Computer Imports Sought by Soviets
By David E. Sanger
The New York Times
February 8, 1985
The Soviet Union is negotiating to buy large numbers of Western-made personal computers, including Apple and I.B.M. models, according to industry sources.
The computers are apparently for use in scientific institutes and schools.
The move marks the first time the Russians have sought personal computers from Western nations and Japan in the open market. It is possible because of recently liberalized high-technology trade rules that went into effect five weeks ago.
According to Western experts, the action also comes at a time when Soviet scientists have complained about their country's faltering efforts to build its own microcomputers. As a result, Western-made personal computers have been smuggled into the Soviet Union for some time, but at great expense, preventing the purchase of large quantities.
Hard Currency Seems Ready
''It is clear the Soviets have assigned some hard currency to buy the personal computers - the question is how many,'' said an official of the International Business Machines Corporation in Washington. He added that the Soviet Ministry of Trade had not yet placed an order with his company and that it could be months before any deal was closed.
Executives at other computer companies say the Russians are talking about buying several thousand machines, possibly tens of thousands. Reliable figures are hard to come by, experts say, because Soviet ordering of computers has quickly spread across Britain, France, West Germany and Japan, involving a host of computer dealers and import-export concerns as well as manufacturers.
''It is a great opportunity for us, in a marketplace that has gone begging up to now because of the rules that were in place,'' said Albert A. Eisenstat, a vice president of Apple Inc. He said the Cupertino, Calif., company had had ''indirect contacts'' with the Russians in recent weeks.
Sinclair Research Ltd., a British microcomputer maker, displayed its wares at a computer fair in Moscow last month, the Soviet Union's first, and said yesterday that it was negotiating to sell computers to the Russians for use in secondary schools.
Executives of most computer companies are unwilling to discuss their new relations with the Russians in detail. Part of their hesitancy appears to stem from the fact that both the United States and the Soviet Union have made use of microcomputers in simulating and controlling missile launchings, a fact that the Defense Department used last year to argue against relaxing trade controls.
''We have no illusions,'' an executive of a major computer manufacturer said this week. ''Some of these are headed for the military.''
But the computers are so widely available from a variety of sources, another executive said, that ''it would be a waste of everyone's time to try to stop them.''
The European members of the Coordinating Committee for Multilateral Export Controls, or Cocom, used a similar argument last year, saying the export-control group should concentrate on preventing the leakage of truly vital technologies. Cocom, which includes Japan and all NATO countries except Spain and Iceland, coordinates export controls on goods going to the Communist nations.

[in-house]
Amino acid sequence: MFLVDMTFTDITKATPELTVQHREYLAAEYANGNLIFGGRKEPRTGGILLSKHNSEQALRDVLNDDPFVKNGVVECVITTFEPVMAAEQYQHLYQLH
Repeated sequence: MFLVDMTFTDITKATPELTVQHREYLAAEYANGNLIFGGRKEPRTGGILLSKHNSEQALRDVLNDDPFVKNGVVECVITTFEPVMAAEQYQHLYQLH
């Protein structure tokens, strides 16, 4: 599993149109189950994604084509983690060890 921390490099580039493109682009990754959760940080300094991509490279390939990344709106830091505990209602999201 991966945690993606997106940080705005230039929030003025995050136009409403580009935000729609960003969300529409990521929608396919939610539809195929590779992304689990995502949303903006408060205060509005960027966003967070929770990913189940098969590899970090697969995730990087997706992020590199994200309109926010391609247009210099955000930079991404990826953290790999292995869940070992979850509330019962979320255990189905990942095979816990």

Until new Commerce Department regulations, based on the Cocom agreement, went into effect Jan. 1, it was virtually impossible to legally export an up-to-date personal computer from the United States to a Communist nation. But the new rules make it far easier for the Eastern bloc to obtain basic personal computer models, including the I.B.M. Personal Computer and PCjr home computer models and the popular Apple II line.
The complex, 24-page set of new rules, which have caused widespread confusion in the industry, essentially sets up three levels of export controls on personal computers.
At the first level, the least sophisticated machines - largely out-of-date computers no longer sold by American manufacturers - require no export licenses.
At the second level, most medium- powered 8- and 16-bit machines, such as the basic Apple and I.B.M. models, require Commerce Department and Defense Department approval before they can be shipped to a Communist nation. But officials say those machines are ''presumed to be exportable,'' and a shipment can be stopped only if it seems suspicious, or if the number of machines requested exceeds the allowable limit under a single export license.
''The rules have been agreed upon, and if there is a legitimate end use and end user, the license will be approved,'' Walter Olson, Deputy Assistant Secretary of Commerce for export administration, said in a telephone interview.
At the third level, stricter controls cover more sophisticated personal computers, such as I.B.M.'s PC-AT and Apple's Macintosh machine. Shipments of those computers must be approved by Federal officials and the Paris-based Cocom.
A vigorous debate is still under way in Washington over the controls that should be imposed on computer programs, or software. But industry experts note that software is easy to smuggle out of the country. It can be stored on a tiny floppy disk or sent over a telephone line in minutes.
Copyright 1985 The New York Times Company